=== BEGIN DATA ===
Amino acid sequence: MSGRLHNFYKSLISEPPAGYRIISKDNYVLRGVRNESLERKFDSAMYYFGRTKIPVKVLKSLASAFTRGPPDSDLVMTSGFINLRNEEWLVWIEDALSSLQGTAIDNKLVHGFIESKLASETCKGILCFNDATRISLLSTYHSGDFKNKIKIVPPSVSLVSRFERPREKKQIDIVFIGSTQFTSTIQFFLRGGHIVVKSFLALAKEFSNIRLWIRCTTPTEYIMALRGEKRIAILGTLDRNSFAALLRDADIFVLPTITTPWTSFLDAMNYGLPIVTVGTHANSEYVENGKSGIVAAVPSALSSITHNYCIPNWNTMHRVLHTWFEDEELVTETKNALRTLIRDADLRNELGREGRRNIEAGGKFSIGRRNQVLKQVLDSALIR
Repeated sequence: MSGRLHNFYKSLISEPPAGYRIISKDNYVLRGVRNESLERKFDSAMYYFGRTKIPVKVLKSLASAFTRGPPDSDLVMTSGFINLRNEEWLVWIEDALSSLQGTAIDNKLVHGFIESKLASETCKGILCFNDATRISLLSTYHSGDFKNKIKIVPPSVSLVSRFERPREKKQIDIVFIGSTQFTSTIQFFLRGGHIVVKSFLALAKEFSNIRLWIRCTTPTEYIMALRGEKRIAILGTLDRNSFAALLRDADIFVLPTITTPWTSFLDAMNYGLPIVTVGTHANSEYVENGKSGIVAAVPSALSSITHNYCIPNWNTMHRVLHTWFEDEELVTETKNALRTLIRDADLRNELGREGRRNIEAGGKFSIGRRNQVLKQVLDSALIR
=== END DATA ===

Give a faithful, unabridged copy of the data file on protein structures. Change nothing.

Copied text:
Amino acid sequence: MSGRLHNFYKSLISEPPAGYRIISKDNYVLRGVRNESLERKFDSAMYYFGRTKIPVKVLKSLASAFTRGPPDSDLVMTSGFINLRNEEWLVWIEDALSSLQGTAIDNKLVHGFIESKLASETCKGILCFNDATRISLLSTYHSGDFKNKIKIVPPSVSLVSRFERPREKKQIDIVFIGSTQFTSTIQFFLRGGHIVVKSFLALAKEFSNIRLWIRCTTPTEYIMALRGEKRIAILGTLDRNSFAALLRDADIFVLPTITTPWTSFLDAMNYGLPIVTVGTHANSEYVENGKSGIVAAVPSALSSITHNYCIPNWNTMHRVLHTWFEDEELVTETKNALRTLIRDADLRNELGREGRRNIEAGGKFSIGRRNQVLKQVLDSALIR
Repeated sequence: MSGRLHNFYKSLISEPPAGYRIISKDNYVLRGVRNESLERKFDSAMYYFGRTKIPVKVLKSLASAFTRGPPDSDLVMTSGFINLRNEEWLVWIEDALSSLQGTAIDNKLVHGFIESKLASETCKGILCFNDATRISLLSTYHSGDFKNKIKIVPPSVSLVSRFERPREKKQIDIVFIGSTQFTSTIQFFLRGGHIVVKSFLALAKEFSNIRLWIRCTTPTEYIMALRGEKRIAILGTLDRNSFAALLRDADIFVLPTITTPWTSFLDAMNYGLPIVTVGTHANSEYVENGKSGIVAAVPSALSSITHNYCIPNWNTMHRVLHTWFEDEELVTETKNALRTLIRDADLRNELGREGRRNIEAGGKFSIGRRNQVLKQVLDSALIR